Arizona State AD Ray Anderson promised last week that Graham would be back in 2017, but that decision had little to do with his team’s performance on the field in 2016. Or 2015. The Sun Devils have now had back-to-back losing seasons under Graham, capped by Friday’s defensive collapse to lowly rival Arizona. The 56-35 loss means ASU won’t even have a chance to mentor its young roster in December. Graham was saddled with youth and injuries this past year, but there’ll be no excuses next fall if he can’t chart a different course in Tempe.
Houston When the World Isn’t Watching
Most teams tend to get tight in the biggest games on the schedule. Not the Cougars, which bagged two marquee wins this season over Oklahoma and Louisville. Against ordinary opponents, though, Houston has been, well, ordinary. The team that was the consensus favorite to represent the Group of Five in a major bowl game didn’t even finish in the top two spots of the AAC West Division, losing to Navy, SMU and Memphis this past Friday. New Texas coach Tom Herman is a rising star, but his second Houston team played down to the competition this fall.
The Rebels began the season on the top 10 doorstep. It ended it below .500 for the first time in five years, courtesy of a blowout home loss to Mississippi State in the Egg Bowl. Ole Miss was stampeded for more than 400 rushing yards, most coming from QB Nick Fitzgerald and RB Aeris Williams. And by failing to pick up that sixth win, Hugh Freeze and the staff will miss out on the chance to mentor true freshman QB Shea Patterson throughout December. A year after winning 10, Ole Miss took a decided step backwards, going 2-7 versus Power Five opponents.
Tennessee Defensive Coordinator Bob Shoop
A year ago, Shoop left Happy Valley for Knoxville. Today, Penn State is in the Big Ten Championship Game and the Vols are home to one of the SEC’s worst defensive units. Yes, Shoop dealt with plenty of injuries in 2016, but the results in league contests were still unacceptable. In conference play, Tennessee allowed more than 36 points per game. And on Saturday, it surrendered 45 and more than 600 yards to a Vanderbilt offense that has struggled to move the ball consistently throughout the season.
Texas A&M in November
What happens in November is what everyone remembers. That’s really troubling news for Kevin Sumlin and his Aggies, which are 3-9 in the month versus SEC opponents since 2013. A&M was abused by LSU on Thursday, 54-39, allowing 622 yards to an offense that’s been hit-or-miss all season. After flirting with playoff and West Division contention at the midway point of the season, the Aggies finished the regular season 2-4, which will make it brutally difficult getting the kids motivated for a middling bowl event.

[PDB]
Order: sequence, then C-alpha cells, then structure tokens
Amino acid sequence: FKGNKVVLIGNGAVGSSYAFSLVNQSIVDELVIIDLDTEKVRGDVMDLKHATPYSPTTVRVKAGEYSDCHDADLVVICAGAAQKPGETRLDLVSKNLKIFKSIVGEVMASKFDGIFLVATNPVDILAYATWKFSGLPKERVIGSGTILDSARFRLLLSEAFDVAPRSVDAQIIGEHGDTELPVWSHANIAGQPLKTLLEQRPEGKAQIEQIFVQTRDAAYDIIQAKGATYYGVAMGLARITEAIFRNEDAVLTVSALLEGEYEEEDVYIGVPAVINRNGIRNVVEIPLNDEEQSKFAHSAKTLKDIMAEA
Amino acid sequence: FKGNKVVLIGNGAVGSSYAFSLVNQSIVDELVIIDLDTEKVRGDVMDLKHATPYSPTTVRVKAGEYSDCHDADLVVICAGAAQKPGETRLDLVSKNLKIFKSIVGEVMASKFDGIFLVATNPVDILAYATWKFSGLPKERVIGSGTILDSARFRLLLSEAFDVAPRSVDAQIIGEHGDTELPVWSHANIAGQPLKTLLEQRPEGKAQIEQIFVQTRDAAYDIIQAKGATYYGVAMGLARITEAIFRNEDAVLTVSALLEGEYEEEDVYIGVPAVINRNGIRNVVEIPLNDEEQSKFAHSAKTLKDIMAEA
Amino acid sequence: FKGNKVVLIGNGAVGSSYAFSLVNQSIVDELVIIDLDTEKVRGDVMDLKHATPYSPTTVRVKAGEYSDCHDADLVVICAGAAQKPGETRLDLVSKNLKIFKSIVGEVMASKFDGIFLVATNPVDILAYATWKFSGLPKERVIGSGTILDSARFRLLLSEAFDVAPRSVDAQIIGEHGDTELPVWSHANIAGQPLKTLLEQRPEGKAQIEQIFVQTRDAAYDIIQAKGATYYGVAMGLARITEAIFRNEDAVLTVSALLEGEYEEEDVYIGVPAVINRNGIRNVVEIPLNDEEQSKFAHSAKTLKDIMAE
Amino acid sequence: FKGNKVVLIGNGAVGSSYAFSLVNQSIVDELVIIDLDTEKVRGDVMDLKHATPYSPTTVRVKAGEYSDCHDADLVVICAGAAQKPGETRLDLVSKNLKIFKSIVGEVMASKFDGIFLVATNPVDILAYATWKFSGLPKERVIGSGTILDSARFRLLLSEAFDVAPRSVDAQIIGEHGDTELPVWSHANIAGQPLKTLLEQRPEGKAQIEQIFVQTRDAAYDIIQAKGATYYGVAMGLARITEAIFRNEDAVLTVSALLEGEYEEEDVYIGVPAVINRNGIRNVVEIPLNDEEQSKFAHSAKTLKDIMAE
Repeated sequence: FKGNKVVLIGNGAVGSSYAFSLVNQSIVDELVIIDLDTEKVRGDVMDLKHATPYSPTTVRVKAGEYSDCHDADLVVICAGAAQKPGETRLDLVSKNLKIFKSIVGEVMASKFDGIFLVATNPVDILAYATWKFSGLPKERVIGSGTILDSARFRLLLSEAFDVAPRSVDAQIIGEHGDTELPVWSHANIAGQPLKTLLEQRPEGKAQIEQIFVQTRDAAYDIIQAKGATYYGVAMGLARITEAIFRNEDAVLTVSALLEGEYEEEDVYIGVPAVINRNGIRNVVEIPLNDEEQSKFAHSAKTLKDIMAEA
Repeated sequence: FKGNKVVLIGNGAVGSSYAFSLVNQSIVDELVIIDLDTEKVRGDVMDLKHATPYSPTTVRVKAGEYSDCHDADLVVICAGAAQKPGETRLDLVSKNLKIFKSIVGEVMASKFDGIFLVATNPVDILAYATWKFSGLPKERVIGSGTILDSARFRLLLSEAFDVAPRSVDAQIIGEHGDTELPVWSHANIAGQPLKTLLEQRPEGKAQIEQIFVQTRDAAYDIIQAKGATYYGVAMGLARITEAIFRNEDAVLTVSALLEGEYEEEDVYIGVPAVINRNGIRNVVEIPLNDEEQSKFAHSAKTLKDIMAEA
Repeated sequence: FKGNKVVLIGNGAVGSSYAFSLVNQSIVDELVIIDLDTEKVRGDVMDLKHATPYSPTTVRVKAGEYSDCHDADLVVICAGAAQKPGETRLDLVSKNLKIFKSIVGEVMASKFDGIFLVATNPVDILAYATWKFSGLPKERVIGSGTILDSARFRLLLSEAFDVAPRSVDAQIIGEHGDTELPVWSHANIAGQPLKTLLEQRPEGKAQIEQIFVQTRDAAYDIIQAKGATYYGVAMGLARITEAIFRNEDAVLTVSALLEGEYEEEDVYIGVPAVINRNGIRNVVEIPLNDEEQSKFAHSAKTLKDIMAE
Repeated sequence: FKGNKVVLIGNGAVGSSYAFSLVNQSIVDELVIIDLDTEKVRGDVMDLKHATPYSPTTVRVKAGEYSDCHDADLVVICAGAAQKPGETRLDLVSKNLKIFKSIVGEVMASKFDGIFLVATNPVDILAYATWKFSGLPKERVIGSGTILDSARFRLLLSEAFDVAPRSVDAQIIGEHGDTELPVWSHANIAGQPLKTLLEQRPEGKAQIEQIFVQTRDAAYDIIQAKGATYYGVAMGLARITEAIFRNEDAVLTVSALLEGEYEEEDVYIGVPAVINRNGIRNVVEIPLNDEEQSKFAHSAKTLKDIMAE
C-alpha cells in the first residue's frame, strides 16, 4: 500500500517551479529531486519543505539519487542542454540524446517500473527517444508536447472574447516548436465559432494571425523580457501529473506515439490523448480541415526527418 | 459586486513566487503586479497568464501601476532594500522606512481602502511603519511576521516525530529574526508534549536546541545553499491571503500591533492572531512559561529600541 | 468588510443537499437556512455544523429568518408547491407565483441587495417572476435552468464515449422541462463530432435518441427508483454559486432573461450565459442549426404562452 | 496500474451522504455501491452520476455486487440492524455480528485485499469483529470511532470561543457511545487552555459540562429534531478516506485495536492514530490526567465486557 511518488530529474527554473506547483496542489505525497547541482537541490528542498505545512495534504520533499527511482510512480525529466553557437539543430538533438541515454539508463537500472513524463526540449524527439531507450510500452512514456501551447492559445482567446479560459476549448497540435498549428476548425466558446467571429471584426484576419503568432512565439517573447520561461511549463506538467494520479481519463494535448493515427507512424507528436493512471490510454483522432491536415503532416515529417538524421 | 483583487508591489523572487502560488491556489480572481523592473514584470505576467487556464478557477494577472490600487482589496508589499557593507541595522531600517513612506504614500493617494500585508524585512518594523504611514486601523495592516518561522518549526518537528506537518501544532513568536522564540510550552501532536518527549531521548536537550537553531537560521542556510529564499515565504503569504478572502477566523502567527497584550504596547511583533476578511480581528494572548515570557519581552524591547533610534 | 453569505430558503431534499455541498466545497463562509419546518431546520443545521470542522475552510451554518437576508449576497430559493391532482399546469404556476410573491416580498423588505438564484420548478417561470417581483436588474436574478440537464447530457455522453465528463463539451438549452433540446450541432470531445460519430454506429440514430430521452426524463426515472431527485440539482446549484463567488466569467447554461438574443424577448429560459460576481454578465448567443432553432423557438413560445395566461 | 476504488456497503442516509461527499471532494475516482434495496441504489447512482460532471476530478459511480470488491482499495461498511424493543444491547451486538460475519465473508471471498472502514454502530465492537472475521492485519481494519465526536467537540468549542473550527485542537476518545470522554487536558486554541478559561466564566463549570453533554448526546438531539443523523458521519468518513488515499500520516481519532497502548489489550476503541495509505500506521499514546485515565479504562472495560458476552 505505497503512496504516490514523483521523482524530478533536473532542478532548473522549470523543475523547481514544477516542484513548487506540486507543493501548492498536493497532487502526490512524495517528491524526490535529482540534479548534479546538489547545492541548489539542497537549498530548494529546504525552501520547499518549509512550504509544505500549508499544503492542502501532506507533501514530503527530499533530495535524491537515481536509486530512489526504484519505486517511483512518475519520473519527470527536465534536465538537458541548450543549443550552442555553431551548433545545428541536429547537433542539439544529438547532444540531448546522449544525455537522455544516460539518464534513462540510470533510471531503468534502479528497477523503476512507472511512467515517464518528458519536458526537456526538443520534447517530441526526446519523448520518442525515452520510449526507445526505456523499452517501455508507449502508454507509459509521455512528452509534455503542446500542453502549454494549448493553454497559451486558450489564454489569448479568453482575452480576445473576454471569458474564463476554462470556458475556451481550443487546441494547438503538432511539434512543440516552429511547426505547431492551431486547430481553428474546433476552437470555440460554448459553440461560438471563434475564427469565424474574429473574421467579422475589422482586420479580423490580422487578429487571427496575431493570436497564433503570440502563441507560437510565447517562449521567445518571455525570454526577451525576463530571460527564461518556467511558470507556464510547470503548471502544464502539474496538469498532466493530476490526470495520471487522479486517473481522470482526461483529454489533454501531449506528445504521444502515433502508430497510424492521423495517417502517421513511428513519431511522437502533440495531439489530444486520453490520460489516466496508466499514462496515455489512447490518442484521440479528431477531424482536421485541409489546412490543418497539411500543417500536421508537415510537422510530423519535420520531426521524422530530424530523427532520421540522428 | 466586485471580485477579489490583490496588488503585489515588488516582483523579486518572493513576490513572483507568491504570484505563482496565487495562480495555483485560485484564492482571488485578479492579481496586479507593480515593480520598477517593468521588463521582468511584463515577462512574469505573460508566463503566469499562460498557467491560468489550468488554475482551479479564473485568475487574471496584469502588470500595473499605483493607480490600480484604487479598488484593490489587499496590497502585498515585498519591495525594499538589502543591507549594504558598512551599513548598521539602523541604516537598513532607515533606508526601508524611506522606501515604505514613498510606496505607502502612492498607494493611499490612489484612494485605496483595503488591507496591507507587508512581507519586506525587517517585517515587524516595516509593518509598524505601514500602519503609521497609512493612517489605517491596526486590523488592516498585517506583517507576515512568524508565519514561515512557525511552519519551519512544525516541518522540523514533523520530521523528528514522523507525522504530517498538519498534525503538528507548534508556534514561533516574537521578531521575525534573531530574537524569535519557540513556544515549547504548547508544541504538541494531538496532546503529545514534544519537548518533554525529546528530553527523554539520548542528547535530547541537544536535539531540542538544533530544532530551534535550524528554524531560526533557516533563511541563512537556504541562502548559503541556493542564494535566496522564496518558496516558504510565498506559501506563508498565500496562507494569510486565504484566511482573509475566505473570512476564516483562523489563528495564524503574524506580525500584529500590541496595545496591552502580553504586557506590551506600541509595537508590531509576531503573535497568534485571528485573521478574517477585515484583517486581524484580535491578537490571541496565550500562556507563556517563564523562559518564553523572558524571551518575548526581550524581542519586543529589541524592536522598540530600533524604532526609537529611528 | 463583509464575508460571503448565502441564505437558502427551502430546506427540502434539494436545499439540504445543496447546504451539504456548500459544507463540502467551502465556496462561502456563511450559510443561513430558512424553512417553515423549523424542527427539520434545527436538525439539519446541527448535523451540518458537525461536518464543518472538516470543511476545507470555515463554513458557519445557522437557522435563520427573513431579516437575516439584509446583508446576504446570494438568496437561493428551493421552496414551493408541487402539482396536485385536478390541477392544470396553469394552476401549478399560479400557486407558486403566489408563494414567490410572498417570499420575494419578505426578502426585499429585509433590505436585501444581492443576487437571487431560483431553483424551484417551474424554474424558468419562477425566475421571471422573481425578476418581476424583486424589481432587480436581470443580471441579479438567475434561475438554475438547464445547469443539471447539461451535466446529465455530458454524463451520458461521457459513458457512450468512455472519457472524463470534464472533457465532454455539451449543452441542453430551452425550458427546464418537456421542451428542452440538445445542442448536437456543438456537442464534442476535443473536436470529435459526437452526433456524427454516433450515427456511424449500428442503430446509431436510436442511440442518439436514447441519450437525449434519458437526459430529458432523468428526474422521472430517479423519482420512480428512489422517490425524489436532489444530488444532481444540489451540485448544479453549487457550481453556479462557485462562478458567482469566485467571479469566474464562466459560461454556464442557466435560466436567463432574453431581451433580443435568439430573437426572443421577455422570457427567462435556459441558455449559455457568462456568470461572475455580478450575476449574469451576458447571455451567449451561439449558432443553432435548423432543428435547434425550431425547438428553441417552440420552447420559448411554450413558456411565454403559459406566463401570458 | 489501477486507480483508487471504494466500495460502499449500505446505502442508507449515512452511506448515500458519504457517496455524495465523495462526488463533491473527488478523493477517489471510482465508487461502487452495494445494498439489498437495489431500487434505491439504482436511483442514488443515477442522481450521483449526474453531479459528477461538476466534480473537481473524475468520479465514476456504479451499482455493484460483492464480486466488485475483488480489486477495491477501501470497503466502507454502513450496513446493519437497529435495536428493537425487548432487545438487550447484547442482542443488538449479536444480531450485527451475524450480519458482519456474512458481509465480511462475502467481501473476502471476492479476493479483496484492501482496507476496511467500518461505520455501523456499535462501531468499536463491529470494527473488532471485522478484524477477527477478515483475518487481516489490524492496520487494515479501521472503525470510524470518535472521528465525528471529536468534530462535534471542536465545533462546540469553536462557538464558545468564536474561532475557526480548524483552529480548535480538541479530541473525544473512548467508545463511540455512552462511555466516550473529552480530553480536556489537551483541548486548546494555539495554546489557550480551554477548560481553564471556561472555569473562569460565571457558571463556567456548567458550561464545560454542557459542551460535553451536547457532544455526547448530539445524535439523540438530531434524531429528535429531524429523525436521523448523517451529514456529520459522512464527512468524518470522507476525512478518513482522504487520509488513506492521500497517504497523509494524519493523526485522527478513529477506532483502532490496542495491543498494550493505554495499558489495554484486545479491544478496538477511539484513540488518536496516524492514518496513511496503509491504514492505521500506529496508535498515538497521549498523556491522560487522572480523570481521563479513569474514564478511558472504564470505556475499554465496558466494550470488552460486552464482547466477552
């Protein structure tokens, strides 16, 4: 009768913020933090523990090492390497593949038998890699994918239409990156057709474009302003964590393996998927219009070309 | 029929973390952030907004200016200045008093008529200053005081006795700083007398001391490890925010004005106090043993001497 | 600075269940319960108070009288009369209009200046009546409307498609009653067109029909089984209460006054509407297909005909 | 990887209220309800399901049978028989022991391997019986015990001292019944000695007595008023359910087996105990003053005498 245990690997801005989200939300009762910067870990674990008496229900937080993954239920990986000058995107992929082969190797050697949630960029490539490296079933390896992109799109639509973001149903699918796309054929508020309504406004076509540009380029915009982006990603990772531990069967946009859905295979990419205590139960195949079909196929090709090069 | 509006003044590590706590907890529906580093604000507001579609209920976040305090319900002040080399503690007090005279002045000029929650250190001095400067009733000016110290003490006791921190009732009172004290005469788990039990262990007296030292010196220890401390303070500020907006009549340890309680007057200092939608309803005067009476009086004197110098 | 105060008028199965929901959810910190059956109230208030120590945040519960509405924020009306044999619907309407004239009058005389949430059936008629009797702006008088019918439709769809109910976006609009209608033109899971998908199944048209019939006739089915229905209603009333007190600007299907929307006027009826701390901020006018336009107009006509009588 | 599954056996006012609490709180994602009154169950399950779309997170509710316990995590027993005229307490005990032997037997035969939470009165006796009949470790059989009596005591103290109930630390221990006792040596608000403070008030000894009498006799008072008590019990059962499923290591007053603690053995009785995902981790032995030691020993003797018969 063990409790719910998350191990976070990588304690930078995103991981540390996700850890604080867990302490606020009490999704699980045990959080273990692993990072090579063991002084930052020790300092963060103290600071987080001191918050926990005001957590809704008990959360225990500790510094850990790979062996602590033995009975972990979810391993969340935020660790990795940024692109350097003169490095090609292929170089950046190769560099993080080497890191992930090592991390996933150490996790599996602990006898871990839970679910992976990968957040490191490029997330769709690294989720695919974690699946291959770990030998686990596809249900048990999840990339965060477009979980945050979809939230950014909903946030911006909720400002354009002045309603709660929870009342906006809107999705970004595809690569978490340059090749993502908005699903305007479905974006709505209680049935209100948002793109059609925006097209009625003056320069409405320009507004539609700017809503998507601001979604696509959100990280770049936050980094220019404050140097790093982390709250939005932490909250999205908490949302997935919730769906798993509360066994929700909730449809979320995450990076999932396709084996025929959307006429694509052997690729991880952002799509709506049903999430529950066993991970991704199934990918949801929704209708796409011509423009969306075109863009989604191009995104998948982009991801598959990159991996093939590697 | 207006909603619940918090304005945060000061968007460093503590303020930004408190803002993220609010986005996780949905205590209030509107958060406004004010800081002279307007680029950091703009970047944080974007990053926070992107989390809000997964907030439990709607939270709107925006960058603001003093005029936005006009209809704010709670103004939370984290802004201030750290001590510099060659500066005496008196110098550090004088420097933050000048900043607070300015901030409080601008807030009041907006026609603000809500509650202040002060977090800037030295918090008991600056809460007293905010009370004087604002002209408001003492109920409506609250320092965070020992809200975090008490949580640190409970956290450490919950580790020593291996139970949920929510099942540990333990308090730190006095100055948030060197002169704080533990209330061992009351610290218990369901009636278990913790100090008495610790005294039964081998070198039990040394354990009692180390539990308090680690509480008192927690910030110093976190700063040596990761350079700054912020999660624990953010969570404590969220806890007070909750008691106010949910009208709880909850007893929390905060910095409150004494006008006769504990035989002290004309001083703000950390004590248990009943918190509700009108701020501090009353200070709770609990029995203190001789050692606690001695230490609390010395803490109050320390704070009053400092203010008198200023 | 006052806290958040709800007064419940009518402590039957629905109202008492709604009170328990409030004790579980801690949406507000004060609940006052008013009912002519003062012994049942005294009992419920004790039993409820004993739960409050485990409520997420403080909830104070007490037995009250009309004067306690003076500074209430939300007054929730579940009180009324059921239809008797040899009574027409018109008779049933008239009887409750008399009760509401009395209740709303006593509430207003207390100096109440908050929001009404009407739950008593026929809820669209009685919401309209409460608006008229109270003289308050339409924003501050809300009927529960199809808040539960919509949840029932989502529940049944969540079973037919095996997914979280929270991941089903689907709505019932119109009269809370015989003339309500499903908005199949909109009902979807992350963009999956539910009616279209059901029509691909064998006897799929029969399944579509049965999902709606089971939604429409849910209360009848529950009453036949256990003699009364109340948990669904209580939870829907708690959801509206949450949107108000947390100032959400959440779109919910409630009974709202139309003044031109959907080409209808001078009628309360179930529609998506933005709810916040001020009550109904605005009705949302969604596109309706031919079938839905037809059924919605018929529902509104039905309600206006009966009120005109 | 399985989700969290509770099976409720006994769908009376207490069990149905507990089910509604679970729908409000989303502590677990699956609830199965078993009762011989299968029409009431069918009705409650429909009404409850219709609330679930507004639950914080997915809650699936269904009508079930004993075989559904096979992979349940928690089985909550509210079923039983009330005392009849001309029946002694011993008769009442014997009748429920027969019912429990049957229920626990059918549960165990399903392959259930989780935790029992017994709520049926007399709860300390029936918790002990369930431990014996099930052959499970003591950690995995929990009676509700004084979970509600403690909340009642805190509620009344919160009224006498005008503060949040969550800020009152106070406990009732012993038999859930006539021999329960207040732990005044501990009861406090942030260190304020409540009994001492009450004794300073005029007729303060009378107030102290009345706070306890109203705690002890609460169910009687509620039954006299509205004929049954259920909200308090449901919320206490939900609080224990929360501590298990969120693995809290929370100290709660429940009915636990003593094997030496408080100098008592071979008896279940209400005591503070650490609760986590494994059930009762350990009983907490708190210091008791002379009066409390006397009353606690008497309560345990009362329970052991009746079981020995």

Michigan vs. Ohio State
The Wolverines, especially injured QB Wilton Speight, put forth a valiant effort in Columbus in a game that needed extra sessions to determine a winner. But they lost to the Buckeyes—again—ending hopes of winning the Big Ten East Division and remaining in contention for a playoff berth. Michigan has now dropped five straight to Urban Meyer and Ohio State, which will most definitely haunt Jim Harbaugh, who has been on the losing end of the last two since returning to his alma mater.
Florida With the Ball
It’s tough to get on Jim McElwain, what with winning back-to-back SEC East titles and all. But his Gators would score negative points versus Alabama this Saturday in Atlanta if that was mathematically possible. While Florida has survived with defense the past couple of seasons, something has to change on offense in 2017, or else there’ll be a hard cap on its potential. The Gators, who were abused by the Florida State D Saturday, have so many offensive problems that the situation might not be fully rectified until the 2018 season.
Well, it was a good thing to learn in November, instead of a month from now, that the Cardinals were an overrated team too reliant on the heroics of one individual. Louisville gagged when a playoff opportunity presented itself, losing back-to-back games to Houston and Kentucky, the latter as a four-touchdown favorite at home. Not only did the Cards play their way out of the playoff discussion this month, but they may now be out of the New Year’s Six bowl hunt as well.
Actions speak louder than words. Always have. Always will. And while it’s been nice to hear how much the Texas players love Charlie Strong the man, they failed to show it where the former coach needed it most—on the field. Strong and the staff deserve their fair share of the blame for a third consecutive losing season, made possible by another putrid effort Friday versus TCU. But those kids, who admire Strong so much, could have helped save his job in November. And they didn’t, with the Horns closing the year with consecutive losses to West Virginia, Kansas and the Horned Frogs.